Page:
Investing thematically in a market transition

Investing thematically in a market transition

As global financial markets work through a period of elevated volatility and increased risks, we prefer investment themes with robust structural growth characteristics but also stronger fundamentals, such as those with resilient earnings and some defensive qualities.

What you need to know

A long-term approach to investing tends to be the best approach, especially when it comes to structural themes. But during transition phases like the one we are experiencing now – economies past the peak, post-COVID shifts, central bank policy normalising and a major war causing supply shocks – it is important to consider some near-term fundamentals like earnings and valuations in addition to long-term growth.

We are adding water, waste and future food to our list of preferred themes as segments within them can offer investors exposure to inflation and defensive qualities. High-growth disruptive innovation themes are undergoing a period of outlook resets, which ought to offer some interesting long-term opportunities in future. Visible productivity and planet themes including certain segments in cloud computing, processing power, clean energy and electric mobility. We are now cautious on many People themes that are exposed to a weaker consumer and risks on earnings/valuation resets.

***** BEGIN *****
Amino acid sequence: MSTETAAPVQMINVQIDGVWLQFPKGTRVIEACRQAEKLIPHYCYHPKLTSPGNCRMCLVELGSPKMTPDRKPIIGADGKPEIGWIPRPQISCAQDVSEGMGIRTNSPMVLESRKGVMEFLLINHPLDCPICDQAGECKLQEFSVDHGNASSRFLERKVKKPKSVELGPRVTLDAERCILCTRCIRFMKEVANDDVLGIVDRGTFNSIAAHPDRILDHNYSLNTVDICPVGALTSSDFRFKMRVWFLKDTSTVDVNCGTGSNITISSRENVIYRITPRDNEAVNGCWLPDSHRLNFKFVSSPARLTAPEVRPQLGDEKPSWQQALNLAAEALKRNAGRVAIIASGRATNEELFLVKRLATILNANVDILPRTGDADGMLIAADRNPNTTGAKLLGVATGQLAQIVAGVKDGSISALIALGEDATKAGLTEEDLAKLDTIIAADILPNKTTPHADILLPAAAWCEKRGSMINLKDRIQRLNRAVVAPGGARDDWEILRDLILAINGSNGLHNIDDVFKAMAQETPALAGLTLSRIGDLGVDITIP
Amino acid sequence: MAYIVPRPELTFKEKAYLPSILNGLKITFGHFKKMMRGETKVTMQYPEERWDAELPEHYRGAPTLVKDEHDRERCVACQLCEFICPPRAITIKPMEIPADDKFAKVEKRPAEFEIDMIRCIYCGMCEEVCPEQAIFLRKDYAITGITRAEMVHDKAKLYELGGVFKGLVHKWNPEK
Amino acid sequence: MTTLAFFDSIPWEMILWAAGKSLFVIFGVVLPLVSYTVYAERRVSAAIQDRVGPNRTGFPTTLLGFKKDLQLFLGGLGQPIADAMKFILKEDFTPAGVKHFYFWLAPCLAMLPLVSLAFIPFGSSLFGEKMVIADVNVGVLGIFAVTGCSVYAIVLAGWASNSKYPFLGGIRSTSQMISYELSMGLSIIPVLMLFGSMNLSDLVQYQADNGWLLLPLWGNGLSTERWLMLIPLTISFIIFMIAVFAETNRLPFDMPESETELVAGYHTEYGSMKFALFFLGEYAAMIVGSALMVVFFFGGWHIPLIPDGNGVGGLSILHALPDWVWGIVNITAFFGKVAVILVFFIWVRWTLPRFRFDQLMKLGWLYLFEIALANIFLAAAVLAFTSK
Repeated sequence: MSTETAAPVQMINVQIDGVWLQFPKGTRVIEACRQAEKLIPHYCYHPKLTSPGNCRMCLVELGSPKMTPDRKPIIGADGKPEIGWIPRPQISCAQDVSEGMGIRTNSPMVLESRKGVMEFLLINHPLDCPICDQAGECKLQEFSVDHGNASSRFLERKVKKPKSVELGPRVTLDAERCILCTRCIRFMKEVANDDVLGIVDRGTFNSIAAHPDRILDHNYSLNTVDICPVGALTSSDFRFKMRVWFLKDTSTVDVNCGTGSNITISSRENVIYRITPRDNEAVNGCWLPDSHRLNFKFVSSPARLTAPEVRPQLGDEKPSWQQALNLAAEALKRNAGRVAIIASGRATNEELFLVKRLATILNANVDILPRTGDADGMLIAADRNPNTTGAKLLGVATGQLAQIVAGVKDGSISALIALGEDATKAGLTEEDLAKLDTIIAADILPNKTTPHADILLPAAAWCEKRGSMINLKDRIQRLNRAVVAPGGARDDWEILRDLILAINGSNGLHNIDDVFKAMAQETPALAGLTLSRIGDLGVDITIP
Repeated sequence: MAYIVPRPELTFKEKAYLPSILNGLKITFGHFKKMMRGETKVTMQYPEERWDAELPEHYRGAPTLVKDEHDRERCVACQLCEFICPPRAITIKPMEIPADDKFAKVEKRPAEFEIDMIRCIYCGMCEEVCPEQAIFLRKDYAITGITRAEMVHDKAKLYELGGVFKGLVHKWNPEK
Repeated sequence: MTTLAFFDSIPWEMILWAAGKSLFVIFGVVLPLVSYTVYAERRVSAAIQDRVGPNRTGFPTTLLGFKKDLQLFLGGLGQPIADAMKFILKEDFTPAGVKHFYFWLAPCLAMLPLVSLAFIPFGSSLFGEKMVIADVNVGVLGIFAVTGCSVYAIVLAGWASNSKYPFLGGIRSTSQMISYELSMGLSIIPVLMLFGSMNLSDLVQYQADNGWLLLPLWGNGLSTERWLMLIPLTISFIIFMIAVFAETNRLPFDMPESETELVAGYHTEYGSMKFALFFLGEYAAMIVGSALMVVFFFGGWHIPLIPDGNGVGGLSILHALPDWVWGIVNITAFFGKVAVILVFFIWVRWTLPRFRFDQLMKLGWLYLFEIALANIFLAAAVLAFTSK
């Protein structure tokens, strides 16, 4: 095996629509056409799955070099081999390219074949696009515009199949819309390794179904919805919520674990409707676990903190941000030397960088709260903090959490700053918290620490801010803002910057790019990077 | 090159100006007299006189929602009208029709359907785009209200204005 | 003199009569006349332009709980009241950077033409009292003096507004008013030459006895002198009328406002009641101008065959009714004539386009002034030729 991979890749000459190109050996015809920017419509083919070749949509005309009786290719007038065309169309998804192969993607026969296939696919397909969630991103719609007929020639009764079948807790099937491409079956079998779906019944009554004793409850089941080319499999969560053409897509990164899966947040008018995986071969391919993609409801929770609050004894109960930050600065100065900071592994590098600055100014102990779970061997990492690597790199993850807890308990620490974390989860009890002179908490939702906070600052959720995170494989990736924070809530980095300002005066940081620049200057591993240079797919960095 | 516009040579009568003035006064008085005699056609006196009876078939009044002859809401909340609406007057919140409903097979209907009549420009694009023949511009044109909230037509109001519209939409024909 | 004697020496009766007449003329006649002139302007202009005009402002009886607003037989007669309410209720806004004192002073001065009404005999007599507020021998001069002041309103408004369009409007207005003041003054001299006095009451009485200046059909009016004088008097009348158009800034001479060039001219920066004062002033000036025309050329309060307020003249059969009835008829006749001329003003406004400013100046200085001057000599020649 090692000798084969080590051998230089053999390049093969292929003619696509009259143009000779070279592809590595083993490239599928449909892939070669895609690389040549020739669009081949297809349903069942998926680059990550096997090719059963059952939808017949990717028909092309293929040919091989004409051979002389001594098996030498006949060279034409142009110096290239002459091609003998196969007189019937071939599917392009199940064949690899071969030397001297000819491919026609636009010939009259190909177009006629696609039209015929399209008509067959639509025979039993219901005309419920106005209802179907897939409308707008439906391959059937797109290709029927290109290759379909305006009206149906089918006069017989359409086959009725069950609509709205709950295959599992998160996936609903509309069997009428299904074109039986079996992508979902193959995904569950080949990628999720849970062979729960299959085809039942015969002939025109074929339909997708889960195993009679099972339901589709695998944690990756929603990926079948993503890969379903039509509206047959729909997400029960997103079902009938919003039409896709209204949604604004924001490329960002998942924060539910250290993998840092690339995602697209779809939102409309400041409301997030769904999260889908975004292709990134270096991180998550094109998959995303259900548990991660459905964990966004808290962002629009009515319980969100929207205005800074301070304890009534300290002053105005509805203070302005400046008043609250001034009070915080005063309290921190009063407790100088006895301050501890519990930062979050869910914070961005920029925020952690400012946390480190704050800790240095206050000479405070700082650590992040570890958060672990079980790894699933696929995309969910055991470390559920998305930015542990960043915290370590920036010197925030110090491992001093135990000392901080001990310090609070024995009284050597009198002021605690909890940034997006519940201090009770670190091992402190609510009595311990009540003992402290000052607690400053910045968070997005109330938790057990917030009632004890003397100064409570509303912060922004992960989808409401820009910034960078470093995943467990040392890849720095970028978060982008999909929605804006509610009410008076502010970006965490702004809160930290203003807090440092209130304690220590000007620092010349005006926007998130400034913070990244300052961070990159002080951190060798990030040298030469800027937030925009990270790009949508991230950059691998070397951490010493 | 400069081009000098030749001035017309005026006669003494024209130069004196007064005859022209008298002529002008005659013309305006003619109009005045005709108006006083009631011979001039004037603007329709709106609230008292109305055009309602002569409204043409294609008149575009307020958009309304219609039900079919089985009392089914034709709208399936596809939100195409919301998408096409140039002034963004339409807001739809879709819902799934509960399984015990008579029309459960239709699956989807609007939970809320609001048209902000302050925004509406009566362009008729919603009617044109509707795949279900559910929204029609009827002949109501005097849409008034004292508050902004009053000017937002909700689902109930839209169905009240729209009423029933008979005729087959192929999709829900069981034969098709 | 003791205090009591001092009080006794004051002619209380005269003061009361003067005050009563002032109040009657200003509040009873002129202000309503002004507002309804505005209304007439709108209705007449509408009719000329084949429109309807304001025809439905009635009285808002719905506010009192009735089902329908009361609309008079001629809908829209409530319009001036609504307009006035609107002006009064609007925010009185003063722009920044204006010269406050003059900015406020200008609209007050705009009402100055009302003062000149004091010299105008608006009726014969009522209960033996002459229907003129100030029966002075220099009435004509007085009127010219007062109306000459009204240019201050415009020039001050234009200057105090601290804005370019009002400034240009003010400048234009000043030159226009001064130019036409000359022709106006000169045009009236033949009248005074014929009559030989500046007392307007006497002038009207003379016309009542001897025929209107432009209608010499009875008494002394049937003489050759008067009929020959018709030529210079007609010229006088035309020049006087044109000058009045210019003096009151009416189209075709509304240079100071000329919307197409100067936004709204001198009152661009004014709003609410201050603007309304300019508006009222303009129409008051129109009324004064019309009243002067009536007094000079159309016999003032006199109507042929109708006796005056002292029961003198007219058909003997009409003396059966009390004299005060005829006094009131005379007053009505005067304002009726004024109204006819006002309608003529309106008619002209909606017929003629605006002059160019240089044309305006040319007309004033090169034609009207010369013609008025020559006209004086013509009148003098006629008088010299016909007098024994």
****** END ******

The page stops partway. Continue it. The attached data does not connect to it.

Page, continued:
Thematic approach as we transition through this market phase

Themes are not immune to broader macro and market moves. This year has been especially challenging for high-growth themes as inflation has pushed up interest rates (though from record lows), which is key for discounting future cash flows. At the same time, post-COVID shifts and cost of living pressures are limiting growth rates for high-growth thematic stocks even if for the broader economy, this may be more like a normalisation after super-strong growth than outright recession.